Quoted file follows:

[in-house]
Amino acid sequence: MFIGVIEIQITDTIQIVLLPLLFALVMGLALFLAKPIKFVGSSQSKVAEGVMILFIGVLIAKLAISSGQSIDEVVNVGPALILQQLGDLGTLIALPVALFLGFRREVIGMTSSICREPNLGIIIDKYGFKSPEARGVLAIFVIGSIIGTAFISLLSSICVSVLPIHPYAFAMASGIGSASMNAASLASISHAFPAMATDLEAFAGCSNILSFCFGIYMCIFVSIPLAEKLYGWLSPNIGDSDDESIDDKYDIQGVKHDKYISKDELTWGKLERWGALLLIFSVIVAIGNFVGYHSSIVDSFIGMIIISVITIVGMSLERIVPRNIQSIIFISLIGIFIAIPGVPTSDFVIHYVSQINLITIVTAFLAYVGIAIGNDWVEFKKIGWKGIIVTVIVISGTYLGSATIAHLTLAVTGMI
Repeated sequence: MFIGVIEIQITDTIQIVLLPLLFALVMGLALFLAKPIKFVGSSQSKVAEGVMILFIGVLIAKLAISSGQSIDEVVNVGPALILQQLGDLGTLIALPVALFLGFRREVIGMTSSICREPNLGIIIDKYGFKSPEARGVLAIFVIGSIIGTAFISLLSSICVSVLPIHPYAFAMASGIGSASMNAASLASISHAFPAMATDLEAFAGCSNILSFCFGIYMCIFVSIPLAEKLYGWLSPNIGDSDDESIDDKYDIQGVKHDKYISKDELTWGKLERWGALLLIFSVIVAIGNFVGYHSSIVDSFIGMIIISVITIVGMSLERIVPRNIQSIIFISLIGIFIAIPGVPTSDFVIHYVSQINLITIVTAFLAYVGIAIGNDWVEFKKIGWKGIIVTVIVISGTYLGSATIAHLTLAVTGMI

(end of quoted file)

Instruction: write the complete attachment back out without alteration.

[in-house]
Amino acid sequence: MFIGVIEIQITDTIQIVLLPLLFALVMGLALFLAKPIKFVGSSQSKVAEGVMILFIGVLIAKLAISSGQSIDEVVNVGPALILQQLGDLGTLIALPVALFLGFRREVIGMTSSICREPNLGIIIDKYGFKSPEARGVLAIFVIGSIIGTAFISLLSSICVSVLPIHPYAFAMASGIGSASMNAASLASISHAFPAMATDLEAFAGCSNILSFCFGIYMCIFVSIPLAEKLYGWLSPNIGDSDDESIDDKYDIQGVKHDKYISKDELTWGKLERWGALLLIFSVIVAIGNFVGYHSSIVDSFIGMIIISVITIVGMSLERIVPRNIQSIIFISLIGIFIAIPGVPTSDFVIHYVSQINLITIVTAFLAYVGIAIGNDWVEFKKIGWKGIIVTVIVISGTYLGSATIAHLTLAVTGMI
Repeated sequence: MFIGVIEIQITDTIQIVLLPLLFALVMGLALFLAKPIKFVGSSQSKVAEGVMILFIGVLIAKLAISSGQSIDEVVNVGPALILQQLGDLGTLIALPVALFLGFRREVIGMTSSICREPNLGIIIDKYGFKSPEARGVLAIFVIGSIIGTAFISLLSSICVSVLPIHPYAFAMASGIGSASMNAASLASISHAFPAMATDLEAFAGCSNILSFCFGIYMCIFVSIPLAEKLYGWLSPNIGDSDDESIDDKYDIQGVKHDKYISKDELTWGKLERWGALLLIFSVIVAIGNFVGYHSSIVDSFIGMIIISVITIVGMSLERIVPRNIQSIIFISLIGIFIAIPGVPTSDFVIHYVSQINLITIVTAFLAYVGIAIGNDWVEFKKIGWKGIIVTVIVISGTYLGSATIAHLTLAVTGMI